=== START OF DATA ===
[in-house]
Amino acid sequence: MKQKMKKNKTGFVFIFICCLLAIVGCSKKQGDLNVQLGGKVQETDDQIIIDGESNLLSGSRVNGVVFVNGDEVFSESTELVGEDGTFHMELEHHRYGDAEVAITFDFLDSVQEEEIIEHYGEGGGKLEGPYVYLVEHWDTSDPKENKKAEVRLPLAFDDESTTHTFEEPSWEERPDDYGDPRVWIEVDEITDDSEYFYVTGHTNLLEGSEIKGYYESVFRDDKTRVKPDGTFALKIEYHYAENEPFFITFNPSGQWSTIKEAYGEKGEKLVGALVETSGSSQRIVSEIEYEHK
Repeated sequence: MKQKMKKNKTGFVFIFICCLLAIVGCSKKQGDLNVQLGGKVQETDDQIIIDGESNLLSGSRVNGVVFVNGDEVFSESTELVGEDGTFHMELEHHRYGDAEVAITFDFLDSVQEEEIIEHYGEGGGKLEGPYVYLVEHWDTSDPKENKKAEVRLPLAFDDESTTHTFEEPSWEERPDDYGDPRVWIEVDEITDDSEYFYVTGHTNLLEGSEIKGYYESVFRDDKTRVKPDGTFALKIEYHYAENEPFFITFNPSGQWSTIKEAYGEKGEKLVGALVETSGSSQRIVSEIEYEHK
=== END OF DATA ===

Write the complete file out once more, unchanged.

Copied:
[in-house]
Amino acid sequence: MKQKMKKNKTGFVFIFICCLLAIVGCSKKQGDLNVQLGGKVQETDDQIIIDGESNLLSGSRVNGVVFVNGDEVFSESTELVGEDGTFHMELEHHRYGDAEVAITFDFLDSVQEEEIIEHYGEGGGKLEGPYVYLVEHWDTSDPKENKKAEVRLPLAFDDESTTHTFEEPSWEERPDDYGDPRVWIEVDEITDDSEYFYVTGHTNLLEGSEIKGYYESVFRDDKTRVKPDGTFALKIEYHYAENEPFFITFNPSGQWSTIKEAYGEKGEKLVGALVETSGSSQRIVSEIEYEHK
Repeated sequence: MKQKMKKNKTGFVFIFICCLLAIVGCSKKQGDLNVQLGGKVQETDDQIIIDGESNLLSGSRVNGVVFVNGDEVFSESTELVGEDGTFHMELEHHRYGDAEVAITFDFLDSVQEEEIIEHYGEGGGKLEGPYVYLVEHWDTSDPKENKKAEVRLPLAFDDESTTHTFEEPSWEERPDDYGDPRVWIEVDEITDDSEYFYVTGHTNLLEGSEIKGYYESVFRDDKTRVKPDGTFALKIEYHYAENEPFFITFNPSGQWSTIKEAYGEKGEKLVGALVETSGSSQRIVSEIEYEHK